A church is not gold-standard because it has a lot of people, or a lot of activity, or even a lot of people being baptized. All of these things can certainly be good, and I pray for all of these things for our church, but they are all outward demonstrations. If there is no substance behind these things, then the church is not good, nor healthy, but a cheap replica. If there isn’t true heart change, with true works of righteousness as fruit, then it is not a church that attains the favor of God.

But let’s look at a different example. There were two churches in the book of Revelation for which Jesus had no rebuke. This means that they were gold-standard churches. They were churches that lived up to the name of Christ, honoring Him in all that they did. One of them, the church in Smyrna was a persecuted church. Jesus said to them this:

I know your works, tribulation, and poverty (but you are rich)… – Revelation 2:9

This church was quite different than the other. This church was known to be a poor church, a church with troubles. Yet Jesus saw the richness of their faith, therefore He said, “You are rich.”

And observe the church in Philadelphia. He says this:

I know your works. See, I have set before you an open door, and no one can shut it; for you have a little strength, have kept my word, and have not denied my name. – Revelation 3:8

This church wasn’t a mega church or a church with a lot of money. On the contrary, Jesus said that they were a church with ‘a little strength.’ Yet they were a church greatly honored by our Lord. They were a gold-standard church, filled with gold-standard Christians.

I want to be a gold-standard Christian in a gold-standard church. I want my works to be perfect before God. I want to be above reproach and without rebuke. I don’t want to just have a name that I’m alive, but I want to be alive. I hope that you desire the same things.

How to be a gold-standard Christian

A gold-standard Christian is not a super-Christian. A gold-standard Christian is simply a Christian as he should be. It may be that a gold-standard Christian seems like a super Christian to some, but it is only because we live in a world of bronze-shield Christians.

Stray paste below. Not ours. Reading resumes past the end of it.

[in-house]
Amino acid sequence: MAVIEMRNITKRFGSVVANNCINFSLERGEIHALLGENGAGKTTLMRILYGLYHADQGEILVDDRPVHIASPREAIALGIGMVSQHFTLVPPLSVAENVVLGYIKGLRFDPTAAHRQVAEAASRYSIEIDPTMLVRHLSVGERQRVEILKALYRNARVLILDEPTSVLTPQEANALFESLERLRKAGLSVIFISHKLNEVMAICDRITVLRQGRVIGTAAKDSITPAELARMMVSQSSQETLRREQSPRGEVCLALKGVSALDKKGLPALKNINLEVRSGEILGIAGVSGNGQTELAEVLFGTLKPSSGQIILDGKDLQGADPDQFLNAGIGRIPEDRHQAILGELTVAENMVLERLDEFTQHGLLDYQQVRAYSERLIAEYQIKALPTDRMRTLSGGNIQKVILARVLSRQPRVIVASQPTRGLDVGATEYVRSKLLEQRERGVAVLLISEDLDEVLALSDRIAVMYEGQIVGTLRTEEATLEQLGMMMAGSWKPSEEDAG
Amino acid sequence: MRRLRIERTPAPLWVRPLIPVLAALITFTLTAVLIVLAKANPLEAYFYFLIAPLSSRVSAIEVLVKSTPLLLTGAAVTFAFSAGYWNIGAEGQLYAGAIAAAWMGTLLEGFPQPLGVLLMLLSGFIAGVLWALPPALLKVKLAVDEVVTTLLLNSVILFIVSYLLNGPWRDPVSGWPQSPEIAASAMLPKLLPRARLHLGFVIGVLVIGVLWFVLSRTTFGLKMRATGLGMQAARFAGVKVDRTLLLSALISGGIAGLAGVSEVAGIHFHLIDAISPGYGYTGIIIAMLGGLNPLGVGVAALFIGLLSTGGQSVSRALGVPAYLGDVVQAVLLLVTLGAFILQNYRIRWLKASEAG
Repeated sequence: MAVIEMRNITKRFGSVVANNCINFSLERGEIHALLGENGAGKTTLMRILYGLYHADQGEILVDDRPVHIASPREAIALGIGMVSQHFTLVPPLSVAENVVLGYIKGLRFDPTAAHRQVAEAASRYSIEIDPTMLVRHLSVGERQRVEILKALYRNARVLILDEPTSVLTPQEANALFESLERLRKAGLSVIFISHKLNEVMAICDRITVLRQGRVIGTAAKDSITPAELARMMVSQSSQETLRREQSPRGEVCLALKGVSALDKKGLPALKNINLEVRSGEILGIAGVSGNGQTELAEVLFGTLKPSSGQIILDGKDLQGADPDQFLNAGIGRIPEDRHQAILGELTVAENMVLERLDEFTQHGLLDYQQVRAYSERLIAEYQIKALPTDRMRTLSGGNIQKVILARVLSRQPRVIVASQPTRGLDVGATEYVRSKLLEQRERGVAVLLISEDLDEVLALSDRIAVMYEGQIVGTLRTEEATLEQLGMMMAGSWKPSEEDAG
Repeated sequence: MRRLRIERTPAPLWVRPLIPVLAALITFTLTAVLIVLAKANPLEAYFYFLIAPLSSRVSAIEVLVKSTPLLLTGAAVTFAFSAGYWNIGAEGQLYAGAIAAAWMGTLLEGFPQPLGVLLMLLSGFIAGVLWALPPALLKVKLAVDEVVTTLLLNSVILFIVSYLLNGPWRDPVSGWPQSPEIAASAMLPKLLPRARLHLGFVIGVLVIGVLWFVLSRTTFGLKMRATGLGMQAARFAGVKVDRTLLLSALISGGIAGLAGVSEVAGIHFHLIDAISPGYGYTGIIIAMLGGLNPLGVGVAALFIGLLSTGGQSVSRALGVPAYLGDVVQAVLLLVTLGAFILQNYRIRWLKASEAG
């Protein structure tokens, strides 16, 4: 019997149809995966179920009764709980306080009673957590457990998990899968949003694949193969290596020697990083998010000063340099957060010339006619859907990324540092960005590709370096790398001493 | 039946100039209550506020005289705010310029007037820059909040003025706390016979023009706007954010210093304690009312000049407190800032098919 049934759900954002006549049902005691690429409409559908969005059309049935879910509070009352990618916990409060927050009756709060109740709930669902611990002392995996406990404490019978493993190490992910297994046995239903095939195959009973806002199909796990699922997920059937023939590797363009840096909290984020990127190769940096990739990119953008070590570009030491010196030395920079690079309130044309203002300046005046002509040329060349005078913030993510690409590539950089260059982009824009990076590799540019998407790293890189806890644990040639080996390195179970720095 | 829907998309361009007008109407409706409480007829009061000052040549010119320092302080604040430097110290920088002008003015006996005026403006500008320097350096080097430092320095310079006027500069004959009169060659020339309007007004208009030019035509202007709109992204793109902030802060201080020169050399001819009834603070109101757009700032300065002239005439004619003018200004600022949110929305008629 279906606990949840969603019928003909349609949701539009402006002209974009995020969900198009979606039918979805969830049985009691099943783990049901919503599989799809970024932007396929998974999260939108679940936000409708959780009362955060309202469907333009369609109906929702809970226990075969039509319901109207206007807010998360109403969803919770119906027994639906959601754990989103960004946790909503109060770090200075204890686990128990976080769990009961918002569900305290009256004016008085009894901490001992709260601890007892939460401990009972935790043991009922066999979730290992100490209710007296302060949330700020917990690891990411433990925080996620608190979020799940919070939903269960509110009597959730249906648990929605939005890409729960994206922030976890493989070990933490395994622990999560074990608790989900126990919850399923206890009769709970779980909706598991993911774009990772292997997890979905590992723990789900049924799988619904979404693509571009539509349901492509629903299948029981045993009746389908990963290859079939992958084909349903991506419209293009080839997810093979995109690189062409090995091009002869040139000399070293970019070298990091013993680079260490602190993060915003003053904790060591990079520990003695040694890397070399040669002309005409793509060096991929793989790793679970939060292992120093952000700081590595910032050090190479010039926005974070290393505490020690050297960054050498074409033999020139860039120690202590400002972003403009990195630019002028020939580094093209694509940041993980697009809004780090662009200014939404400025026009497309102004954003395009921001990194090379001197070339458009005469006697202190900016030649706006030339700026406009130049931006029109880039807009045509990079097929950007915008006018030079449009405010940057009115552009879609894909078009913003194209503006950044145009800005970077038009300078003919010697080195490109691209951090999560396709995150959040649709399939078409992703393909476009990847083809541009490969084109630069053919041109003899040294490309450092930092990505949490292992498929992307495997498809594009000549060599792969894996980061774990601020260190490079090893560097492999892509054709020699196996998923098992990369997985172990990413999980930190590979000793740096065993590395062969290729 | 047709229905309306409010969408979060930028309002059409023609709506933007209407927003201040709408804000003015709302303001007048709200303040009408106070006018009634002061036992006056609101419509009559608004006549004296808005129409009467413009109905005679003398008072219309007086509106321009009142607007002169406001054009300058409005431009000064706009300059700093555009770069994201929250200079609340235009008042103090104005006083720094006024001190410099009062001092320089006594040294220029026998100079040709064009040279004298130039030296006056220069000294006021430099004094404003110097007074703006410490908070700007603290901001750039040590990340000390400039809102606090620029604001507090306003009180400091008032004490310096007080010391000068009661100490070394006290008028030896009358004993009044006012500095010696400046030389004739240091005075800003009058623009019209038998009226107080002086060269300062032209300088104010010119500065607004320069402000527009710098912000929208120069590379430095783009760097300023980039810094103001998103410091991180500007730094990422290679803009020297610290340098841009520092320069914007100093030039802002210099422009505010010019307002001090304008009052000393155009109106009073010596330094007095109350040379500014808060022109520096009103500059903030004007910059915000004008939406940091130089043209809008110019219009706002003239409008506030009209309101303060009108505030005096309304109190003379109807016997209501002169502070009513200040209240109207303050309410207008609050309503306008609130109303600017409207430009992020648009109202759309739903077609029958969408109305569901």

The following are a few principles that you will need to become a gold-standard Christian. These are not suggestions on how to be a better Christian if you would like to, but principles that God requires of us, principles that will help to keep us in the place where God wants us to be so that we would not be like the churches rebuked by Jesus in the book of Revelation.

1. We must make a firm decision to seek God.

Rehoboam failed as he did because he did not ‘prepare his heart to seek God.’ He should have made a decision early in his reign to make the Lord his God, and His law his rule of life. But he neglected to do this and suffered for it. We should learn from his mistake and not repeat it. If we do not make a firm resolution to serve the Lord, we will easily be moved off course.

In the Book of Joshua, we see that Joshua gathered all the people just before he died and told them to make a choice. Would they serve God or not? He said this:

And if it seems evil to you to serve the LORD, choose for yourselves this day whom you will serve, whether the gods which your fathers served that were on the other side of the River, or the gods of the Amorites, in whose land you dwell. But as for me and my house, we will serve the LORD. – Joshua 24:15

Every one of us must make a choice. Are we going to serve God, or are we going to serve someone or something else, whether it be a career, a hobby, a relationship, pleasure, money, etc? It is much like anything else in life, if we don’t make a decision to do it, we won’t do it.

We need to make a choice that, come hell or high water, we are going to seek God. That means we are going to make provisions in our lives to do what God calls us to do. It means that we are going to set aside time to pray and study the scriptures, it means that we are going to attend church and tithe, and it means that we are going to do our part to complete the Great Commission.

A heard a man say that his children have never asked him the question, “Are we going to church this Sunday?” They’ve never asked that? Why? Because he made a decision that when it came to him and his house, he was going to serve the Lord by going to church. And that’s all his children knew.

Will you make a decision today to seek God? Will you prepare your heart, will you make a firm decision to seek the Lord and honor Him with your life? Will you make the choice to get back up when you fall, to keep going, to never give up? Make that decision today. If you don’t, your Christianity will be no Christianity at all, but a cheap replica.

2. We must give quality precedence over quantity.

Quantity is good, and we should desire it. However, quality must always take precedence. Quality should come first, then quantity. If I told you I was going to give you $50 Billion dollars, you might be excited. But if I revealed that it was $50 Billion Zimbabwean dollars, you might be less excited, especially when you learn that $50 billion Zimbabwean dollars is only equal to 33 U.S. cents. Our spiritual lives are similar, if we value quantity over quality, we may end up with very little.